In order for the rule of law to survive in society, ­even a democratic society, we must recognize and protect its centrality and preserve its strength. And, for the rule of law to survive in society, especially in a democratic society, it must be preserved when challenges to it are the greatest. On Law Day we must contemplate and appreciate the importance of the rule of law in all of our lives and how poor the quality of life is without it.

So what we can do to preserve the rule of law?

We must advocate for proper funding of the judiciary and of equal access to justice for the poor. We must defend the judiciary from systemic attacks on its proper functions- the same state courts, which retired Associate Supreme Court Justice Sandra Day O’Connor has identified as the “backbone of our system of justice”.

We must resist and advocate against the politicization of the judicial process, speaking out to defend judges and the court system from unfair assaults, whether by individuals, the press or other sources, political or private interest in nature, that undermine the independence of the judicial system.

As citizens we must obey laws. Attorneys must counsel clients to obey court orders, including voluntary agreements entered as court orders. We must respect and defend the freedoms of our neighbors, even when we don’t agree with them. As Clarence Darrow once said:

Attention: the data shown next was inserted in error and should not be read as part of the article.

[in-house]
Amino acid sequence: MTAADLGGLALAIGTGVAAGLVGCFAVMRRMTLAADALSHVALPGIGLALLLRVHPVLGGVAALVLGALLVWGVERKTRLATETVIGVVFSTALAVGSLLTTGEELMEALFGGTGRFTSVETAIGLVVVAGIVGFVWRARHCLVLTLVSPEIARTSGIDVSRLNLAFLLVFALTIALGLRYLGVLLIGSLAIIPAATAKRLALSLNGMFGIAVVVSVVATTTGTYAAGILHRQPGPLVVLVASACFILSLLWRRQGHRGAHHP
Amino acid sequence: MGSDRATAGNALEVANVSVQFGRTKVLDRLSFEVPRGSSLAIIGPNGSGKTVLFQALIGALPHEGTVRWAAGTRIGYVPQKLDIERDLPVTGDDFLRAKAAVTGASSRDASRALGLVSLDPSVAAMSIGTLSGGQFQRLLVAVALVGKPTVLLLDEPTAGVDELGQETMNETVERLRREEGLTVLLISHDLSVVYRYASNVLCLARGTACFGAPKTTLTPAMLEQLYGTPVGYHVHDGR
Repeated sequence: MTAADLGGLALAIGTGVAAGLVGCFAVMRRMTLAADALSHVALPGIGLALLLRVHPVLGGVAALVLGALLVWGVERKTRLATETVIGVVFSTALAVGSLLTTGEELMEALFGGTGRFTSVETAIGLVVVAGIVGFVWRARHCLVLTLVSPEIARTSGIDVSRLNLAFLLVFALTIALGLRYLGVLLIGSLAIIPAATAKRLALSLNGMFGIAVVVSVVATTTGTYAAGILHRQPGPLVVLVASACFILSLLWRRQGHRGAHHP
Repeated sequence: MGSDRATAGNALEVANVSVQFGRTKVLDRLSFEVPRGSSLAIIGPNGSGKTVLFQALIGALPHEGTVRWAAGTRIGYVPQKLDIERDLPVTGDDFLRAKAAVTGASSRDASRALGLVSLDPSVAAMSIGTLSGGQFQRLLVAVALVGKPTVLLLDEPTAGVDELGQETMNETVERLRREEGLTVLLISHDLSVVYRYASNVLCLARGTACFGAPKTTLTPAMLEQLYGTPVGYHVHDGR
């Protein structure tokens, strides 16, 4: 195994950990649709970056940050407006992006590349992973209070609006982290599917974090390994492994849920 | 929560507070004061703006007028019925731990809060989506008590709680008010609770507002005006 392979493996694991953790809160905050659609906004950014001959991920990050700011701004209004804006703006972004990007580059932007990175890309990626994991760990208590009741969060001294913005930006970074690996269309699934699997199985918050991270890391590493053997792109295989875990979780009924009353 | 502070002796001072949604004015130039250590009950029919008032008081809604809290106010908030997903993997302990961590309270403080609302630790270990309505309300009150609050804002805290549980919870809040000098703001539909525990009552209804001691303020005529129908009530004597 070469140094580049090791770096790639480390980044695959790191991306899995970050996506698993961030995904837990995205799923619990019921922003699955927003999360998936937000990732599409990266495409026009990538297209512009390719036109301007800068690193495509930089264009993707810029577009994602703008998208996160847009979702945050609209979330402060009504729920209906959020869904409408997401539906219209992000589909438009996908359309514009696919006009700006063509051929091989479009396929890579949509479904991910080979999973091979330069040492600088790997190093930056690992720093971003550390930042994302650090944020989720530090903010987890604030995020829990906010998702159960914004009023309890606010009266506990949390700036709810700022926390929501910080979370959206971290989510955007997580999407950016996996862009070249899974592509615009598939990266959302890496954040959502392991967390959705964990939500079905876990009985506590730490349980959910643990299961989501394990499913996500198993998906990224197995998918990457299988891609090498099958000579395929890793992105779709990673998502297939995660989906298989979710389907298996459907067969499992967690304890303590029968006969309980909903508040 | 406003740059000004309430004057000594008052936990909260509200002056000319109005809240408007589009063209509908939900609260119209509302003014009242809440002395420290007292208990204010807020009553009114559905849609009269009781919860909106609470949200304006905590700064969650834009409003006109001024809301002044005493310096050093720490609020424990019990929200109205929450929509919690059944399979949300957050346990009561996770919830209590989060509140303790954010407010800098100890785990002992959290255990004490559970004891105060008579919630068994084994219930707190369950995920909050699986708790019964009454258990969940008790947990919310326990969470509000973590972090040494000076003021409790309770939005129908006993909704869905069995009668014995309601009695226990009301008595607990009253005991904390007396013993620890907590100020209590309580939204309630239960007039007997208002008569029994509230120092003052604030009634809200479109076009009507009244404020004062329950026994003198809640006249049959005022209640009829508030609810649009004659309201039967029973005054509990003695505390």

“You can only protect your liberties in the world by protecting the other man’s freedom. You can only be free if I am free.”

We must educate and advocate the education of our children, our neighbors, our legislators, our citizens, and our leaders as to what our system of the rule of law is and why it is important to the very essence of our lives and liberty in this State and in our United States of America.

Abraham Lincoln’s words at a time of the greatest of crisis in our nation, are relevant today too: He said: America will never be destroyed from the outside. If we falter and lose our freedoms, it will be because we destroyed ourselves.

Having recently celebrated the 200th anniversary of the birth of that great lawyer - some say the greatest American lawyer – and celebrating him and the rights guaranteed to us under the Declaration of Independence that he held so dear, on this Law Day we must each – regardless of age or avocation - embrace our responsibility to preserve the rule of law on which our very liberty depends.